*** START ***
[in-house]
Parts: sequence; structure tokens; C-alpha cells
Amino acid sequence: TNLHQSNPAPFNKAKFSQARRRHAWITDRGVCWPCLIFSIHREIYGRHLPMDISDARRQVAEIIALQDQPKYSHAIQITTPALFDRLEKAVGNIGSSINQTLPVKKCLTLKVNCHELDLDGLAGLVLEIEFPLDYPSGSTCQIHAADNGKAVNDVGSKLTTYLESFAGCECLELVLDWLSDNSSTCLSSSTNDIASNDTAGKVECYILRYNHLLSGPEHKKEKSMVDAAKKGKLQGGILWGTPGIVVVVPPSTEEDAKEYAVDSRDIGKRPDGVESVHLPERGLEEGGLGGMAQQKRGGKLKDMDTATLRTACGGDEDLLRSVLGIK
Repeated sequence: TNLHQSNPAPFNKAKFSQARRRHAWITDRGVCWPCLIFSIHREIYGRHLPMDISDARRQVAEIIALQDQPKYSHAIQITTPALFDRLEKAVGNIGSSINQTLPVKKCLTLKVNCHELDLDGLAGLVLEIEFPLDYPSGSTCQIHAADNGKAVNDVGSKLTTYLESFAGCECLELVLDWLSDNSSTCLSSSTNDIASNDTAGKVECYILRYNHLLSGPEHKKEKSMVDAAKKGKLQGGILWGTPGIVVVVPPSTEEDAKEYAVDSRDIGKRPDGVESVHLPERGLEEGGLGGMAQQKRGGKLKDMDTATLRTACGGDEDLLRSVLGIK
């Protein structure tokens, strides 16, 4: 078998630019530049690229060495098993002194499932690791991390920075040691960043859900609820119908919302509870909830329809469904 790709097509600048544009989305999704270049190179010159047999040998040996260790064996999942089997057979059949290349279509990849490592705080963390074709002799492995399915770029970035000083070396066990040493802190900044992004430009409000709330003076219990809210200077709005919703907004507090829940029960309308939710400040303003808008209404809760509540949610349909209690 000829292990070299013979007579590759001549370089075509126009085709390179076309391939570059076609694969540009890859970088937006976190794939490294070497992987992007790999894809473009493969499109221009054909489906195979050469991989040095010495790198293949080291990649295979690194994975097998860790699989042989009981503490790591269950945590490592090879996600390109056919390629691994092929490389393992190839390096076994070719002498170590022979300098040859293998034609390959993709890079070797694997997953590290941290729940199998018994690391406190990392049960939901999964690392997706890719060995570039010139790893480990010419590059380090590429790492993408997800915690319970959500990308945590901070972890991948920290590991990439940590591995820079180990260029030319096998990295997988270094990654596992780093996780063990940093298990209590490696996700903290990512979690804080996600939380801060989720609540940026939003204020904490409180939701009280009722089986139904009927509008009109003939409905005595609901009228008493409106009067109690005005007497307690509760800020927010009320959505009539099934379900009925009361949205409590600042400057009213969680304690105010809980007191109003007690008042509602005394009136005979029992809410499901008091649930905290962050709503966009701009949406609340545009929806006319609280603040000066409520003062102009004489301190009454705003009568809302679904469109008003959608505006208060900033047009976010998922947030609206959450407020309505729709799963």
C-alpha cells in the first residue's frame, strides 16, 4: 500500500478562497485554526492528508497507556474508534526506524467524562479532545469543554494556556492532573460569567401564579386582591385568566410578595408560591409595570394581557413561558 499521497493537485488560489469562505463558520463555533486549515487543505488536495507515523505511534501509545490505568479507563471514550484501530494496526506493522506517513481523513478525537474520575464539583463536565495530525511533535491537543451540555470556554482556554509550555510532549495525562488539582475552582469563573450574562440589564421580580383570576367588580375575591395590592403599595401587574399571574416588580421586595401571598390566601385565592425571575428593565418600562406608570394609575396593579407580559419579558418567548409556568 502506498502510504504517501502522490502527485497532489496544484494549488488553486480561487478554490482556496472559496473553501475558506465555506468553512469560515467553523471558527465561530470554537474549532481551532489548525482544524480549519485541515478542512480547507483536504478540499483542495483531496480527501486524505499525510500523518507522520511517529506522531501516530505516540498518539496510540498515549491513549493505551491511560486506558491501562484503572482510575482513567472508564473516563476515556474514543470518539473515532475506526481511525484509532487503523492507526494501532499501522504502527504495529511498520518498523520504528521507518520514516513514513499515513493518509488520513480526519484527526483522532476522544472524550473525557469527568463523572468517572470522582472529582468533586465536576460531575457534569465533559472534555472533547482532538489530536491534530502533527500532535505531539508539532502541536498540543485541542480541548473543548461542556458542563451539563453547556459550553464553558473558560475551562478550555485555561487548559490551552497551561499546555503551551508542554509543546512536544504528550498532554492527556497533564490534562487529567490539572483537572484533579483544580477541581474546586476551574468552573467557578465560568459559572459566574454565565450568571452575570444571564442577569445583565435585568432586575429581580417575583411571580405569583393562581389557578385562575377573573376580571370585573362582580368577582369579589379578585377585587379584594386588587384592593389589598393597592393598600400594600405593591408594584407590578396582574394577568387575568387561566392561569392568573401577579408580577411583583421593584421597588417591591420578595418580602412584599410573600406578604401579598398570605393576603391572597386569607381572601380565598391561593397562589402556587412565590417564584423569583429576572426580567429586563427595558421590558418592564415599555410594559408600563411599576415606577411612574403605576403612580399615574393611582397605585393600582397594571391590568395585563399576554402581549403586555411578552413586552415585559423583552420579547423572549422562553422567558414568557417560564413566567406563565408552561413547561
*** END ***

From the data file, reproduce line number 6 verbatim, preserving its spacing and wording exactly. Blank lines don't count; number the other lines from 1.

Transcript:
C-alpha cells in the first residue's frame, strides 16, 4: 500500500478562497485554526492528508497507556474508534526506524467524562479532545469543554494556556492532573460569567401564579386582591385568566410578595408560591409595570394581557413561558 499521497493537485488560489469562505463558520463555533486549515487543505488536495507515523505511534501509545490505568479507563471514550484501530494496526506493522506517513481523513478525537474520575464539583463536565495530525511533535491537543451540555470556554482556554509550555510532549495525562488539582475552582469563573450574562440589564421580580383570576367588580375575591395590592403599595401587574399571574416588580421586595401571598390566601385565592425571575428593565418600562406608570394609575396593579407580559419579558418567548409556568 502506498502510504504517501502522490502527485497532489496544484494549488488553486480561487478554490482556496472559496473553501475558506465555506468553512469560515467553523471558527465561530470554537474549532481551532489548525482544524480549519485541515478542512480547507483536504478540499483542495483531496480527501486524505499525510500523518507522520511517529506522531501516530505516540498518539496510540498515549491513549493505551491511560486506558491501562484503572482510575482513567472508564473516563476515556474514543470518539473515532475506526481511525484509532487503523492507526494501532499501522504502527504495529511498520518498523520504528521507518520514516513514513499515513493518509488520513480526519484527526483522532476522544472524550473525557469527568463523572468517572470522582472529582468533586465536576460531575457534569465533559472534555472533547482532538489530536491534530502533527500532535505531539508539532502541536498540543485541542480541548473543548461542556458542563451539563453547556459550553464553558473558560475551562478550555485555561487548559490551552497551561499546555503551551508542554509543546512536544504528550498532554492527556497533564490534562487529567490539572483537572484533579483544580477541581474546586476551574468552573467557578465560568459559572459566574454565565450568571452575570444571564442577569445583565435585568432586575429581580417575583411571580405569583393562581389557578385562575377573573376580571370585573362582580368577582369579589379578585377585587379584594386588587384592593389589598393597592393598600400594600405593591408594584407590578396582574394577568387575568387561566392561569392568573401577579408580577411583583421593584421597588417591591420578595418580602412584599410573600406578604401579598398570605393576603391572597386569607381572601380565598391561593397562589402556587412565590417564584423569583429576572426580567429586563427595558421590558418592564415599555410594559408600563411599576415606577411612574403605576403612580399615574393611582397605585393600582397594571391590568395585563399576554402581549403586555411578552413586552415585559423583552420579547423572549422562553422567558414568557417560564413566567406563565408552561413547561